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CHHMA NEWS

 
   
 

     Volume 11, Issue 04, January 27, 2011

                         
                               Association News


2011 Spring Conference & AGM: "Boom, Bust & Bounce Back"
 

We are pleased announce that Frank Turco from The Home Depot Canada will be a speaker at this year’s CHHMA Spring Conference & AGM taking place on Tuesday, April 5 at the International Centre Conference Facility in Mississauga, Ontario. 

Mr. Turco is senior manager, trend & design, global sourcing at The Home Depot Canada. In his role, Frank is responsible for providing trend and design direction to the Canadian division and for leading the sourcing organization for the division.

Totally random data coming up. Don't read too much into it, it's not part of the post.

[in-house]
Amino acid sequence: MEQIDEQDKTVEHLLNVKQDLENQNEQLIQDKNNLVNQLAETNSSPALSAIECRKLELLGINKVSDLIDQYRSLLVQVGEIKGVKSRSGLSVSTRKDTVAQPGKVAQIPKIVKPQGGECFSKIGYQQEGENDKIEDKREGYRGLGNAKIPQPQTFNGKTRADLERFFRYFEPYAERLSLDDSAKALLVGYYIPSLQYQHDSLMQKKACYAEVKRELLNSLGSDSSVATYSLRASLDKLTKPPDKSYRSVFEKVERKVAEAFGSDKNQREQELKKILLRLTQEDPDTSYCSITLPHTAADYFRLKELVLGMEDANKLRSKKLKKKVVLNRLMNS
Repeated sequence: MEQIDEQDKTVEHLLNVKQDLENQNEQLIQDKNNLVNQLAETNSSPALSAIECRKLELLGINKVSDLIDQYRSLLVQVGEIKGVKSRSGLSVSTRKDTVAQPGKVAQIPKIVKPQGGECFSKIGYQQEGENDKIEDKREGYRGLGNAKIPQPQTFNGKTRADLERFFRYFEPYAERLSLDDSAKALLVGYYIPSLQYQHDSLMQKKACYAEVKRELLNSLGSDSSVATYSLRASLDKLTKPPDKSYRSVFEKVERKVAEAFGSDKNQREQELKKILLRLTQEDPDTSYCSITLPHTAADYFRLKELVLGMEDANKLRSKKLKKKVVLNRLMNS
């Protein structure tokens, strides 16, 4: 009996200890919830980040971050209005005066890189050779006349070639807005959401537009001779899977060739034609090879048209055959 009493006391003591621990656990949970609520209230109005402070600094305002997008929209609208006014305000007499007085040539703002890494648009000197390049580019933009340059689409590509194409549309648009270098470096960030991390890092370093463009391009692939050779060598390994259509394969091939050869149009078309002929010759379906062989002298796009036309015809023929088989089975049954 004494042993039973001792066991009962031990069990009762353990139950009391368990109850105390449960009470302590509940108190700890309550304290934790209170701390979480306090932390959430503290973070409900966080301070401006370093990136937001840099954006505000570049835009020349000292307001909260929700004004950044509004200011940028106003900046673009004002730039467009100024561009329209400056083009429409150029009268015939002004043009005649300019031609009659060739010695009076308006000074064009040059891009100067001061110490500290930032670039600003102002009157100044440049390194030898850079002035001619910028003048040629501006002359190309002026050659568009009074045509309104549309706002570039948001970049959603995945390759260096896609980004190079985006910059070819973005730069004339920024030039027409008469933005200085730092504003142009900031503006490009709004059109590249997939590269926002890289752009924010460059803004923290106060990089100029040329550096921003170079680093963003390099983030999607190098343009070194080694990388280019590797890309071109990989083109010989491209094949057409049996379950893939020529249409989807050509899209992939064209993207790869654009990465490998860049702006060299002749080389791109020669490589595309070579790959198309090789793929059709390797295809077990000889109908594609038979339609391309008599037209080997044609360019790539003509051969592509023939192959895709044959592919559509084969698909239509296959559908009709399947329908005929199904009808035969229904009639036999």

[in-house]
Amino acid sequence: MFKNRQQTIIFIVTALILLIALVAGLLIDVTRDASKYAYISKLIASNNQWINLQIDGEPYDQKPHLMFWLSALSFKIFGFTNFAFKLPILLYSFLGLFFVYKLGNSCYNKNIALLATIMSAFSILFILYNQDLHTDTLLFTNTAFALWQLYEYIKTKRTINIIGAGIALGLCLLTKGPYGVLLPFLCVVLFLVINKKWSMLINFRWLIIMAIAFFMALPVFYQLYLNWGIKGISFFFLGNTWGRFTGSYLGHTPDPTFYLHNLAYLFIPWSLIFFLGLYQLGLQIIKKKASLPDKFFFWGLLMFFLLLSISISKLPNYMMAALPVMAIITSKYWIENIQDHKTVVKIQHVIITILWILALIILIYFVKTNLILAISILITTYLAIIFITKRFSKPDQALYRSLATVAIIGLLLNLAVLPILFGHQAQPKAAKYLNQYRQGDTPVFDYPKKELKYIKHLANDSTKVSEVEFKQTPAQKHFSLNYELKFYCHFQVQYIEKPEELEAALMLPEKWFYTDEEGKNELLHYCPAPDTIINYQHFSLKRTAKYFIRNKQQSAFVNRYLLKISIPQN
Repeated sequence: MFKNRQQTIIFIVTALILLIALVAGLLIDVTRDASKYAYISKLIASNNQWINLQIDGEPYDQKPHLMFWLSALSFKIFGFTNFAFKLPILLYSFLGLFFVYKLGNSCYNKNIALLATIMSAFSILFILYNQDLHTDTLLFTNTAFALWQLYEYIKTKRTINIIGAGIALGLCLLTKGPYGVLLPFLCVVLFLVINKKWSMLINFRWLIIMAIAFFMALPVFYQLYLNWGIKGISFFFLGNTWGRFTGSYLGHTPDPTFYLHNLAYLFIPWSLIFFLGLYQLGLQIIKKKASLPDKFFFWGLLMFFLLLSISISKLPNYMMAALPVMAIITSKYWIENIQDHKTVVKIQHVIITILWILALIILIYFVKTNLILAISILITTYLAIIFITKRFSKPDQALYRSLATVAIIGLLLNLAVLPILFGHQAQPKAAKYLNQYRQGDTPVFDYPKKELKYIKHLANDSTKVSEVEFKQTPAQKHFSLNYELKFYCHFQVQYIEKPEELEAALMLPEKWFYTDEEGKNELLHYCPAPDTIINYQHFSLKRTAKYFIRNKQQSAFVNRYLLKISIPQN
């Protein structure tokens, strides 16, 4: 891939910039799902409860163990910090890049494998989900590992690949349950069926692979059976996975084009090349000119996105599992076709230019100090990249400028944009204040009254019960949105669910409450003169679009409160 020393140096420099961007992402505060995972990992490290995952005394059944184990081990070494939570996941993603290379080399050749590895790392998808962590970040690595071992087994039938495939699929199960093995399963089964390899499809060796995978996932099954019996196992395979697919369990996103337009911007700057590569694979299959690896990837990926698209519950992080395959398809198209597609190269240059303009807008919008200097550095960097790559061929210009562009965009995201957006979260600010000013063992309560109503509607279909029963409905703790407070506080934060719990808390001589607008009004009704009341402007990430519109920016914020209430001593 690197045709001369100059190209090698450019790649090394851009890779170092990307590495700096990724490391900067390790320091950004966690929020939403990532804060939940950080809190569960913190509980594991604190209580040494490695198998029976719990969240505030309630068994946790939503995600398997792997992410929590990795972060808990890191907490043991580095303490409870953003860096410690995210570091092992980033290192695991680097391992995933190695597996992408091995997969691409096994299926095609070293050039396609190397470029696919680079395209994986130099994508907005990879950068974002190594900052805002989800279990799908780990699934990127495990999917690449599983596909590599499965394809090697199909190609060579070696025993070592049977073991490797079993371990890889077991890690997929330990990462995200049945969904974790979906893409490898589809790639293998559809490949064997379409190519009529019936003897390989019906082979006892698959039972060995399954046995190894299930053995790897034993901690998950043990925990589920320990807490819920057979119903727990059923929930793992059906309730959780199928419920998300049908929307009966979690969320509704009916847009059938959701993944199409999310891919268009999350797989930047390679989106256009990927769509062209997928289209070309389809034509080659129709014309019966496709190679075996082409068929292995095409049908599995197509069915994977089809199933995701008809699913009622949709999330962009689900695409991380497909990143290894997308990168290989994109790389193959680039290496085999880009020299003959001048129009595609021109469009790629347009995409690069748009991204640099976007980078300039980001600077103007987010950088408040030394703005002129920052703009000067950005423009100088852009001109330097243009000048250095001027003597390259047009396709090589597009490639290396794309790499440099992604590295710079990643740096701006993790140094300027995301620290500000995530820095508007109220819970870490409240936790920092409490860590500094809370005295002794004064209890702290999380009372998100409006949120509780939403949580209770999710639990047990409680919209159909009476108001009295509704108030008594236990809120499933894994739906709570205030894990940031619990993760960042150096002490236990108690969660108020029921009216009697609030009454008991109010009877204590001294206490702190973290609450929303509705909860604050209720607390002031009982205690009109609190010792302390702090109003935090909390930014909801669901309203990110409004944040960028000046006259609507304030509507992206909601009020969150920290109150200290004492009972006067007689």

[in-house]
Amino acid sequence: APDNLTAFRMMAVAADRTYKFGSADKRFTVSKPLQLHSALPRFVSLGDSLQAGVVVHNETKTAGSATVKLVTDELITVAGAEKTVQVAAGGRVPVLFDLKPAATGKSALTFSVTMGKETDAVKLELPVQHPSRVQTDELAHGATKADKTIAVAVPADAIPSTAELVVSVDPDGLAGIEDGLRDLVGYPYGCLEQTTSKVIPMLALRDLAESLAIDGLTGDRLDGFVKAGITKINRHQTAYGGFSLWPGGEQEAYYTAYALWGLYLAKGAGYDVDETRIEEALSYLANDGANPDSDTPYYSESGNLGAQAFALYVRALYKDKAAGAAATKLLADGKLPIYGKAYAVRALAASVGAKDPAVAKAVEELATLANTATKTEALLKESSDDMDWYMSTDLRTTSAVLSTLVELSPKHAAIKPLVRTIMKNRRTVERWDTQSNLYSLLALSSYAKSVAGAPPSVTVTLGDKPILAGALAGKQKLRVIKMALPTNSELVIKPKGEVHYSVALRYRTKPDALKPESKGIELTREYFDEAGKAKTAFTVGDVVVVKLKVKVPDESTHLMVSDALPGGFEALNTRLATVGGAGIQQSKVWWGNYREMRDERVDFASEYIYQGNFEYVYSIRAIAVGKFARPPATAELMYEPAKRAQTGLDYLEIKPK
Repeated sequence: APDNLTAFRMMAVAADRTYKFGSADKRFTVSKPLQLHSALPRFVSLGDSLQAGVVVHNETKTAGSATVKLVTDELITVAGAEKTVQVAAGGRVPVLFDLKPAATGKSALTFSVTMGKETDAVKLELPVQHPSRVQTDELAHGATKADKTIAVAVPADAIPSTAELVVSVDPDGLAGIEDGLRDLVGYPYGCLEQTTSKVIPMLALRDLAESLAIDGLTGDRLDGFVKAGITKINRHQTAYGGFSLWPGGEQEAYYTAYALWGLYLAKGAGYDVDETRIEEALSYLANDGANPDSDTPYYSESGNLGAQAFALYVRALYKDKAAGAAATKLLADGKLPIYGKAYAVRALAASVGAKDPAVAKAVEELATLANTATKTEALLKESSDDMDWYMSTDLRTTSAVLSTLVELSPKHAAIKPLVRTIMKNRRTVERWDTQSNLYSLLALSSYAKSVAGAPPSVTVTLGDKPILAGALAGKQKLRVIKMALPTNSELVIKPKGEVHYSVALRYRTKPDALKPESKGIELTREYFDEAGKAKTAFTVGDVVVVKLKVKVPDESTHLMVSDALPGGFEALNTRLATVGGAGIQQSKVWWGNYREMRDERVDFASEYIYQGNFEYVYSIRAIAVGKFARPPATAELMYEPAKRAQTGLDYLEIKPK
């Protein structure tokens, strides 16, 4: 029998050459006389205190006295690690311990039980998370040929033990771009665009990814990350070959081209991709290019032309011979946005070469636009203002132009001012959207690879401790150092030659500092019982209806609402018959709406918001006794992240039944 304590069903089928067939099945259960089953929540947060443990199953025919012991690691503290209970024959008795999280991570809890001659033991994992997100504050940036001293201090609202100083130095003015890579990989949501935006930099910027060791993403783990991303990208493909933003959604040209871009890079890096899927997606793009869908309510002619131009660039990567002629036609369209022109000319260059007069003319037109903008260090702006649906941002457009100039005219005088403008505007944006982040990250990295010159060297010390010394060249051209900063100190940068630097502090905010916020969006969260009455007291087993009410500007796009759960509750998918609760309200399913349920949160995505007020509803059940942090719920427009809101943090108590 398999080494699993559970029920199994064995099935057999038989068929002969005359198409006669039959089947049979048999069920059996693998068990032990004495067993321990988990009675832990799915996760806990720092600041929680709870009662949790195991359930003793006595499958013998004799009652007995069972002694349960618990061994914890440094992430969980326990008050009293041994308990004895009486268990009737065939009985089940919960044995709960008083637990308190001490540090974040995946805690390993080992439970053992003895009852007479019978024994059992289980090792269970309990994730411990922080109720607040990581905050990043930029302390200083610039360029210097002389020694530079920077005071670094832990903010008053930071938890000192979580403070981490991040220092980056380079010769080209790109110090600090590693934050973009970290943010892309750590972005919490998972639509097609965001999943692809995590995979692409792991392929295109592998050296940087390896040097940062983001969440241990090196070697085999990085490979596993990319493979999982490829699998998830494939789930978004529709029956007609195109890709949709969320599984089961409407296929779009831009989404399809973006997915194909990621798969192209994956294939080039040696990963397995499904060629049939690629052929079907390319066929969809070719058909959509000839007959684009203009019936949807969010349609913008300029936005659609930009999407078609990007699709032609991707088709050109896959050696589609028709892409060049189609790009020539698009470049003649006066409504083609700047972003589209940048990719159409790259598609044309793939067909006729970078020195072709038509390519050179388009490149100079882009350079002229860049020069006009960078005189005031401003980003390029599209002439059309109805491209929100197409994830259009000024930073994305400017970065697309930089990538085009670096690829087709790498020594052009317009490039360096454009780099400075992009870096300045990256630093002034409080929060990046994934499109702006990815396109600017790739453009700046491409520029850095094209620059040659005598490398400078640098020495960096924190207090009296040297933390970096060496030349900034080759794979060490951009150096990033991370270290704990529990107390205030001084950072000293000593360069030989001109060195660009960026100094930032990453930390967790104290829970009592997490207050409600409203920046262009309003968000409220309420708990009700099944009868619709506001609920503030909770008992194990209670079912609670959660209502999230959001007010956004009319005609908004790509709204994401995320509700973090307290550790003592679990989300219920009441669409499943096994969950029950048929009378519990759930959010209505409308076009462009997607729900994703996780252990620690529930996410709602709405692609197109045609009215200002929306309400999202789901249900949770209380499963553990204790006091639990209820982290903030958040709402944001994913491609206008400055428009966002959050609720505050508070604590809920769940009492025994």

Frank started his career with The Home Depot in 2007, with the mandate to deliver an industry leading trend and design program. Frank also provides creative direction to The Home Depot’s customer-facing trend and design publication, the Dreambook, and to the Design Centre at homedepot.ca.

Before joining The Home Depot, Frank served in merchandising, product development and design roles withleading retailers in Canada and the United States. Throughout his career, Frank’s strong design and productdevelopment background contributed to the launch of several designer brands at retail.

Frank will talk about the latest in home improvement and design.

We are also delighted to announce that Jim Moore from SkillPath will be presenting at the conference.

Mr. Moore is a successful author, computer executive, corporate trainer and professional coach. Jim’s long andfulfilling career is rich with personal and professional successes. He established and ran a profitable computer-manufacturing business … wrote The Mentor: A Tale of Discovery a personal development novel … authored numerous articles and columns for education- and career-related publications…and developed and delivered seminars/workshops in Coaching, Teambuilding, Personal Effectiveness, Employee Empowerment, and Public Speaking.